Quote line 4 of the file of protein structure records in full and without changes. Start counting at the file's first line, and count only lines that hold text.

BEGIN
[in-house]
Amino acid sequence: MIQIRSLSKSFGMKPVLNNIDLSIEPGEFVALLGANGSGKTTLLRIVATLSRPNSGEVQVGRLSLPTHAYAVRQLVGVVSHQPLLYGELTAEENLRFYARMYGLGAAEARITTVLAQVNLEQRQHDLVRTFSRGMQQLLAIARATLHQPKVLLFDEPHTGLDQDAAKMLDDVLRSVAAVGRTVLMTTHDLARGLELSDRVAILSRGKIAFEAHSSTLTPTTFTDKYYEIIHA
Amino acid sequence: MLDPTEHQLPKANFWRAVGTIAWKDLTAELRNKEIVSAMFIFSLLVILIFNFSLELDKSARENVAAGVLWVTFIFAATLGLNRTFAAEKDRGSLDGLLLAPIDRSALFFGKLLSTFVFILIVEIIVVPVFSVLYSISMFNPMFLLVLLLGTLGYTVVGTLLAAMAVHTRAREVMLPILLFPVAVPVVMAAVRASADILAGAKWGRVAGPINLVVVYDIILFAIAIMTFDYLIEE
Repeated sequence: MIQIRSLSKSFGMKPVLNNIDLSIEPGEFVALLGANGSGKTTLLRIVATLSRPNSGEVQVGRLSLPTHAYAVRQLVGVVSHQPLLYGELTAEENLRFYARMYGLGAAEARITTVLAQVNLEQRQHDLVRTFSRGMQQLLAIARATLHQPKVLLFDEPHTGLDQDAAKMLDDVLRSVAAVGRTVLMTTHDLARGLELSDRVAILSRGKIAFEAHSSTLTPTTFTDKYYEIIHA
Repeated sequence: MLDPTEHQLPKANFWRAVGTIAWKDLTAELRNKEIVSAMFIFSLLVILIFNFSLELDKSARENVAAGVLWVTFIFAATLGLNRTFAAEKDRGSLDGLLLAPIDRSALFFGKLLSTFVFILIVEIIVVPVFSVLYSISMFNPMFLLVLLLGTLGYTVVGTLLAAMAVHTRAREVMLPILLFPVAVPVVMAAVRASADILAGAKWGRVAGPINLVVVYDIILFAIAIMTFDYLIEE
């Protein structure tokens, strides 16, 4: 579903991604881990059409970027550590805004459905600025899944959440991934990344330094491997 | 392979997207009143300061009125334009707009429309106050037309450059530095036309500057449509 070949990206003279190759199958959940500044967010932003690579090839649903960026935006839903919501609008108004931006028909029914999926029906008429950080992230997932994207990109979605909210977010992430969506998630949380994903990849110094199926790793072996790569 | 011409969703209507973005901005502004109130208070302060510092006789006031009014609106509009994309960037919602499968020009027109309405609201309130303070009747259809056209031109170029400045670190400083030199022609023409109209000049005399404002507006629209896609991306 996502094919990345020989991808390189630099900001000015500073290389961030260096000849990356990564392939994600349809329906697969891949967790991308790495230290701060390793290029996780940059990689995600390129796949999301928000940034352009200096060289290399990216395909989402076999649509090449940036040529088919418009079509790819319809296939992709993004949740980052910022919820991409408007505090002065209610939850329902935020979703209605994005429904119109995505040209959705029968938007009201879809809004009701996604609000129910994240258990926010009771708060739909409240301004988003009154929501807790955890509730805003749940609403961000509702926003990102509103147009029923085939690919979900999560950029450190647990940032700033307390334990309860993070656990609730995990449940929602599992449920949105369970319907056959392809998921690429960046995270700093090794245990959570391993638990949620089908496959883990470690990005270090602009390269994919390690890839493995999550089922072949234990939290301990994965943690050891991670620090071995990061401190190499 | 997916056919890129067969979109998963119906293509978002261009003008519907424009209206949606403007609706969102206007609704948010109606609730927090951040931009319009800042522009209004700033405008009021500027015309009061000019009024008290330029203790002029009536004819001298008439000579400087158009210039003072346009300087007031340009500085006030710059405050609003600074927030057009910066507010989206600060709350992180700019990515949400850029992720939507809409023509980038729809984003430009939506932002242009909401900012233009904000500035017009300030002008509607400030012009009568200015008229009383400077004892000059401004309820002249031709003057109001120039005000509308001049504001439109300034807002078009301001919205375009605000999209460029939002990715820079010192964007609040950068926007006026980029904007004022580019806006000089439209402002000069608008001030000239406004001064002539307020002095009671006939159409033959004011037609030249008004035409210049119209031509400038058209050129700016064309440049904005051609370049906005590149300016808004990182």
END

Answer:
Repeated sequence: MIQIRSLSKSFGMKPVLNNIDLSIEPGEFVALLGANGSGKTTLLRIVATLSRPNSGEVQVGRLSLPTHAYAVRQLVGVVSHQPLLYGELTAEENLRFYARMYGLGAAEARITTVLAQVNLEQRQHDLVRTFSRGMQQLLAIARATLHQPKVLLFDEPHTGLDQDAAKMLDDVLRSVAAVGRTVLMTTHDLARGLELSDRVAILSRGKIAFEAHSSTLTPTTFTDKYYEIIHA